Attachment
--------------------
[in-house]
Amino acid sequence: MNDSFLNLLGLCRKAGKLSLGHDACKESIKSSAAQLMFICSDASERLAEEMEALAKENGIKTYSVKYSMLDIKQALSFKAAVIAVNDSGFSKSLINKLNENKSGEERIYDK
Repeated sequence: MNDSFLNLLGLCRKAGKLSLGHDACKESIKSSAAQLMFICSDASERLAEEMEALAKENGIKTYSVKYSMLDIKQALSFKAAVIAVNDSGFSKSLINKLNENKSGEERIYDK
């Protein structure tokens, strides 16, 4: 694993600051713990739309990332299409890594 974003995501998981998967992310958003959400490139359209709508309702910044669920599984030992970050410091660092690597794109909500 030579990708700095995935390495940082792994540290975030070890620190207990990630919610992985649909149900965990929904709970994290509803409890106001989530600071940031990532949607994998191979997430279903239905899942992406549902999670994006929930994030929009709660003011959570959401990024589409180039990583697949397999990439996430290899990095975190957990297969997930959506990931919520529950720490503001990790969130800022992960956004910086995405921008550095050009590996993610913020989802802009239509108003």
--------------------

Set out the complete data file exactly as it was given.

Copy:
[in-house]
Amino acid sequence: MNDSFLNLLGLCRKAGKLSLGHDACKESIKSSAAQLMFICSDASERLAEEMEALAKENGIKTYSVKYSMLDIKQALSFKAAVIAVNDSGFSKSLINKLNENKSGEERIYDK
Repeated sequence: MNDSFLNLLGLCRKAGKLSLGHDACKESIKSSAAQLMFICSDASERLAEEMEALAKENGIKTYSVKYSMLDIKQALSFKAAVIAVNDSGFSKSLINKLNENKSGEERIYDK
């Protein structure tokens, strides 16, 4: 694993600051713990739309990332299409890594 974003995501998981998967992310958003959400490139359209709508309702910044669920599984030992970050410091660092690597794109909500 030579990708700095995935390495940082792994540290975030070890620190207990990630919610992985649909149900965990929904709970994290509803409890106001989530600071940031990532949607994998191979997430279903239905899942992406549902999670994006929930994030929009709660003011959570959401990024589409180039990583697949397999990439996430290899990095975190957990297969997930959506990931919520529950720490503001990790969130800022992960956004910086995405921008550095050009590996993610913020989802802009239509108003």